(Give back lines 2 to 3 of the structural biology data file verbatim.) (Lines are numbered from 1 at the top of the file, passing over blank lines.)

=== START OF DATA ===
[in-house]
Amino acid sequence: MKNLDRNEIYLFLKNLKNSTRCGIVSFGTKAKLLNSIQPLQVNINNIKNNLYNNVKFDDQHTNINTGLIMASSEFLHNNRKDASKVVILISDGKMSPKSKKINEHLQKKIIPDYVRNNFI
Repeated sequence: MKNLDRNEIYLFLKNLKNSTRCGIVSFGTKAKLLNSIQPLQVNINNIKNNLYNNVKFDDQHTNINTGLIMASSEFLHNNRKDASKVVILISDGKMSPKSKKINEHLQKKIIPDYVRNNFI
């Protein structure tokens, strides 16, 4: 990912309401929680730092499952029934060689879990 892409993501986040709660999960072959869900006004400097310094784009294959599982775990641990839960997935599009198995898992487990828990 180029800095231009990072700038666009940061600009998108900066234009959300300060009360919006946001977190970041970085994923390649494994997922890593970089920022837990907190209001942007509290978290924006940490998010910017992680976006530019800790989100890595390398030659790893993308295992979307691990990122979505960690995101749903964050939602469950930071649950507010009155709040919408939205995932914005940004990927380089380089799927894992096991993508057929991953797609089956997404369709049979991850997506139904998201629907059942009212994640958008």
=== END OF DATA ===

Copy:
Amino acid sequence: MKNLDRNEIYLFLKNLKNSTRCGIVSFGTKAKLLNSIQPLQVNINNIKNNLYNNVKFDDQHTNINTGLIMASSEFLHNNRKDASKVVILISDGKMSPKSKKINEHLQKKIIPDYVRNNFI
Repeated sequence: MKNLDRNEIYLFLKNLKNSTRCGIVSFGTKAKLLNSIQPLQVNINNIKNNLYNNVKFDDQHTNINTGLIMASSEFLHNNRKDASKVVILISDGKMSPKSKKINEHLQKKIIPDYVRNNFI